for the sick and wounded Texas Soldiers.
    11  Legislation creating a State Military Board with authority to
        buy arms and munitions, to manufacture arms and munitions and
        establish foundries for the manufacture of ordinance and arms.
    13  Legislative authorization of County Patrols.
    14  Legislative appropriation of $1,000,000 for military purposes.


 11-13  Policing of Aransas Bay by Federal Navy.
    21  Defeat by General H. H. Sibley’s Brigade of the Federal forces
        at Val Verde and the capture of Albuquerque and Santa Fe.
    22  Attack on Aransas Pass by U.S. Navy.


    25  Organization of Sixteenth Texas Volunteer Infantry Regiment at
        Camp Groce near Hempstead, Texas.
    28  Defeat of General H. H. Sibley’s Brigade at Glorietta, N. M.;
        return of troops to Texas and collapse of John R. Baylor’s
        Confederate government in the Arizona Territory.


     5  Patroling by the U.S. Navy in San Luis Pass, Galveston Island.
     ?  Organizing and enlisting of the Thirty-First Texas Cavalry for
        the duration of the war.
    16  Enactment of the first Confederate conscription law.
    22  Capture of U.S. Navy launches off Aransas Pass.
    25  Capture of U.S. Troops at Saluria (Matagorda Island).
        Surrender of U.S. forces at Indianola.


 14-15  U.S. Navy demonstrations at Galveston.
    26  Creation of the Trans-Mississippi Military Department of the
    30  Declaration of martial law in Texas.


     4  Attack on U.S. vessels at Velasco.
  7-17  Increased Patrol activity by U.S. Navy in San Luis Pass.


     ?  Burning of Fort Bliss by retreating units of Sibley’s Regiment;
        reoccupation of reservation by Federals.
    10  Skirmishing at Nueces River, near Fort Clark, Texas, between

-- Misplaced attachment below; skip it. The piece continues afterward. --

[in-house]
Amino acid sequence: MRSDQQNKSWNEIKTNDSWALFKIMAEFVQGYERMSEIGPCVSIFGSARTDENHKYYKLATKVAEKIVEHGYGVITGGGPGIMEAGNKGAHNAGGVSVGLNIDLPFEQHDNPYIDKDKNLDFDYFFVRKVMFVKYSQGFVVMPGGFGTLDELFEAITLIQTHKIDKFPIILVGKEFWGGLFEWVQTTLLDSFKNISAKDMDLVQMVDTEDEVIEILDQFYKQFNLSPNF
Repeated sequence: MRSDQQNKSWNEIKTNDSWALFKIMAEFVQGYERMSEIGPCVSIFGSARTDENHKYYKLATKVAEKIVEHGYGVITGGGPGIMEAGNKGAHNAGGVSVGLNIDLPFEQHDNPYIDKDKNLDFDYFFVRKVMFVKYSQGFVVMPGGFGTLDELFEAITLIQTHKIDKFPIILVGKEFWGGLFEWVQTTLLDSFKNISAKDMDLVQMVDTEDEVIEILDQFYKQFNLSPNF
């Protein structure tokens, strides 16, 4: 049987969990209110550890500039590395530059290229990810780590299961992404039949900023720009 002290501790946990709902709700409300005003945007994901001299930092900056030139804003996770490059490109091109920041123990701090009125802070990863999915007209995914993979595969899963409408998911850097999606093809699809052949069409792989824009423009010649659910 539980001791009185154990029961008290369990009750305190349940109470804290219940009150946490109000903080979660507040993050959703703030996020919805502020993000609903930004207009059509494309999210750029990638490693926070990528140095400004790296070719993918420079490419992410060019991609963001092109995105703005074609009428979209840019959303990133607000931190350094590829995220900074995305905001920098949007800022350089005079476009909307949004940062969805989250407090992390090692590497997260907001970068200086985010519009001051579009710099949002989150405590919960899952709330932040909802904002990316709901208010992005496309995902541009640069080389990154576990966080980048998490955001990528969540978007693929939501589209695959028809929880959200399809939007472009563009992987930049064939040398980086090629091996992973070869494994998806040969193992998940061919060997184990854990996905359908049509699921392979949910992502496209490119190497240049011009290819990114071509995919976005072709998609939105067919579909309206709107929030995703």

Unionists and Confederates.
    11  Action by U.S. Navy at Velasco.
    12  Capture of the _Breaker_ and the destruction of the _Hannah_ at
        Corpus Christi.
 16-18  Bombardment of Corpus Christi by U.S. Navy.
    20  Placing Texas and Arizona Territory in the Trans-Mississippi
        Military Department.


     2  Enactment of new Confederate conscription law raising the age
        limit to include all males from 18 to 45; repeal of martial law
        in Texas.
 13-14  Operations at Flour Bluff, near Corpus Christi.
    24  U.S. Navy bombards and captures Sabine Pass.
    26  U.S. Navy captured Sabine City.
    27  U.S. Navy attempts to burn railroad bridge across Taylor’s Bayou
        in Jefferson County.


     2  Burning of the railroad depot at Beaumont.
     5  Capture of Galveston by U.S. forces.
    10  Arrival of General J. B. Magruder to command Confederate forces
        in Texas.
    29  Confederate troops attack U.S. Steamer _Dan_ at Sabine City.
    31  Bombardment of Lavaca by U.S. Naval forces.


    14  Naming of A. J. Hamilton Federal Military Governor of Texas.
    20  U.S. Naval action near Matagorda.
    29  General J. B. Magruder assumes command of District of Texas, New
        Mexico and Arizona with headquarters in Houston.


    12  Naval action against Confederate installation on Padre Island.
    24  Occupation of Galveston by Federal forces.